to $35 per ounce whenever there would otherwise be excess demand at that
price, or to purchase unlimited amounts of gold from the market to drive the
price back up to $35 per ounce whenever there would otherwise be excess
supply at that price.

In order to peg the price of gold you would thus need two things: a large
stock of gold to supply to the market whenever there is a tendency for the
market price of gold to go up, and a large stock of dollars with which to
purchase gold whenever there is a tendency for the market price of gold to go
down. The same is true if the central bank wants to peg the exchange value of
the domestic currency with respect to a foreign currency. If the German
central bank wants to peg the exchange rate at DM4 = U.S.$1, it has to have a
stock of deutschemarks and a stock of dollars. The deutschemarks are no
problem--the central bank can always create more of them at will. But dollars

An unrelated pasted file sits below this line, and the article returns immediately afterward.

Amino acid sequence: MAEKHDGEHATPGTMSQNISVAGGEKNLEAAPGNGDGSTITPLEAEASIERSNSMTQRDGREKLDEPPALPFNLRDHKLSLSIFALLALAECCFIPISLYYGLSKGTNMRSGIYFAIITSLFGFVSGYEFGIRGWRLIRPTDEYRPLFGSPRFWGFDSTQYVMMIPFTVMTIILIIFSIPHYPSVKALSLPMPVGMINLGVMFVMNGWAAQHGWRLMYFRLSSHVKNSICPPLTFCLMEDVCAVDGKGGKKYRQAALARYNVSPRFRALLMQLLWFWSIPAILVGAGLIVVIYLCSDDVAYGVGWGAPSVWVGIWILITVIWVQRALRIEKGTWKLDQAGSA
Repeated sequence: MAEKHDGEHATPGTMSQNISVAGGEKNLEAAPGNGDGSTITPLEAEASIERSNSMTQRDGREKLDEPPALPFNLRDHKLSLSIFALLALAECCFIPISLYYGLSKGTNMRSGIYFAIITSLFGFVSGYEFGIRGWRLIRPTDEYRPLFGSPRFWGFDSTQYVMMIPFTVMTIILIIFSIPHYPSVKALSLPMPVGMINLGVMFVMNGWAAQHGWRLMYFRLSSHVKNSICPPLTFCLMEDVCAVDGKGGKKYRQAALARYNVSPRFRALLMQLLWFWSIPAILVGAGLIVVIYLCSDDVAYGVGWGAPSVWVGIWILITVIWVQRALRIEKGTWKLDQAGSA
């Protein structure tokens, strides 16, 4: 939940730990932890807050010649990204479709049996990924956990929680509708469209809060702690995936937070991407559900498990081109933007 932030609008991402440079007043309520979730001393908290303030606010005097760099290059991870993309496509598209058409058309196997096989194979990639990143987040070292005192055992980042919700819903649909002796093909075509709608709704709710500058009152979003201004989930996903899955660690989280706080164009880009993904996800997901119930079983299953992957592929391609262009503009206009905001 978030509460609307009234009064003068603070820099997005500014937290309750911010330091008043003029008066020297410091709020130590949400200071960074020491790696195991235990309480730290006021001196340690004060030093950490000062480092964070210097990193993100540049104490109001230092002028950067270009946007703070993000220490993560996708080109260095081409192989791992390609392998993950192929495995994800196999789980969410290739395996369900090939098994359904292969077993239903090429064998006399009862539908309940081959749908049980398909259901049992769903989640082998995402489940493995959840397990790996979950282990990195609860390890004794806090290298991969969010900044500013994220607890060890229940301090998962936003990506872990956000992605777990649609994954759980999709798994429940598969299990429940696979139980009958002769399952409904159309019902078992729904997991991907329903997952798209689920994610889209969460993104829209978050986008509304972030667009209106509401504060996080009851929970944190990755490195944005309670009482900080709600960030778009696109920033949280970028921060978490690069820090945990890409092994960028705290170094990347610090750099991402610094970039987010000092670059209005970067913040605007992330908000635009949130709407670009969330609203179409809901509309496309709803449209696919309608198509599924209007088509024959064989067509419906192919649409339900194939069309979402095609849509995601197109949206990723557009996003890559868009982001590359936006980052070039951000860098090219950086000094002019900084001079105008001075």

are a problem to the German central bank. If there is excess demand for
dollars, perhaps because at the pegged exchange rate dollars are too cheap
(the central bank is selling them for DM4 when it should be selling them for,
say, DM5), the central bank may run out of dollars and will no longer be able
to maintain the peg. Dollars in this case are the German central bank's
reserves, so we may summarize by saying: If the central bank or exchange
authority sets an exchange rate that undervalues foreign currency--that is,
overvalues domestic currency--the central bank will lose reserves.
Conversely, if the pegged rate overvalues foreign currency, the central bank
will gain reserves.

If a central bank is losing reserves, there is an excess demand for foreign
currency (an excess supply of domestic currency) at the rate at which the
central bank is pegging. In this case, the country is said to be running a bal
ance of payments deficit. If a central bank (or exchange authority) is gaining
 reserves, there is an excess supply of foreign currency (an excess demand
for domestic currency) at the rate at which the central bank is pegging. In
the second case, the country is said to be running a balance of payments
We will explore the concept of balance of payments in Chapter 21. It should
be obvious from the preceding paragraph, however, that if the central bank is